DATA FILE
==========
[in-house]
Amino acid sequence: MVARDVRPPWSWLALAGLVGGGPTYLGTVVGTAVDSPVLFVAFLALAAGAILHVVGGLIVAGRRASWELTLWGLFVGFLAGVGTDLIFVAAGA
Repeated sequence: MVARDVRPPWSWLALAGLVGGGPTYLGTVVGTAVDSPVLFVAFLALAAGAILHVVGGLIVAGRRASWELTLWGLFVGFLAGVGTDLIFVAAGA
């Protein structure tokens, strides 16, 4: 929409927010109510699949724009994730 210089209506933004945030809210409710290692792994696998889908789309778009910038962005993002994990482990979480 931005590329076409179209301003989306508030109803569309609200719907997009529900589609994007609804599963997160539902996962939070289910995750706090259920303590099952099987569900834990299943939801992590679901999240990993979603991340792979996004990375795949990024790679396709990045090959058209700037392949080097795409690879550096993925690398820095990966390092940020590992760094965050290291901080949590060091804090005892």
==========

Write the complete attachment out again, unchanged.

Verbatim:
[in-house]
Amino acid sequence: MVARDVRPPWSWLALAGLVGGGPTYLGTVVGTAVDSPVLFVAFLALAAGAILHVVGGLIVAGRRASWELTLWGLFVGFLAGVGTDLIFVAAGA
Repeated sequence: MVARDVRPPWSWLALAGLVGGGPTYLGTVVGTAVDSPVLFVAFLALAAGAILHVVGGLIVAGRRASWELTLWGLFVGFLAGVGTDLIFVAAGA
């Protein structure tokens, strides 16, 4: 929409927010109510699949724009994730 210089209506933004945030809210409710290692792994696998889908789309778009910038962005993002994990482990979480 931005590329076409179209301003989306508030109803569309609200719907997009529900589609994007609804599963997160539902996962939070289910995750706090259920303590099952099987569900834990299943939801992590679901999240990993979603991340792979996004990375795949990024790679396709990045090959058209700037392949080097795409690879550096993925690398820095990966390092940020590992760094965050290291901080949590060091804090005892």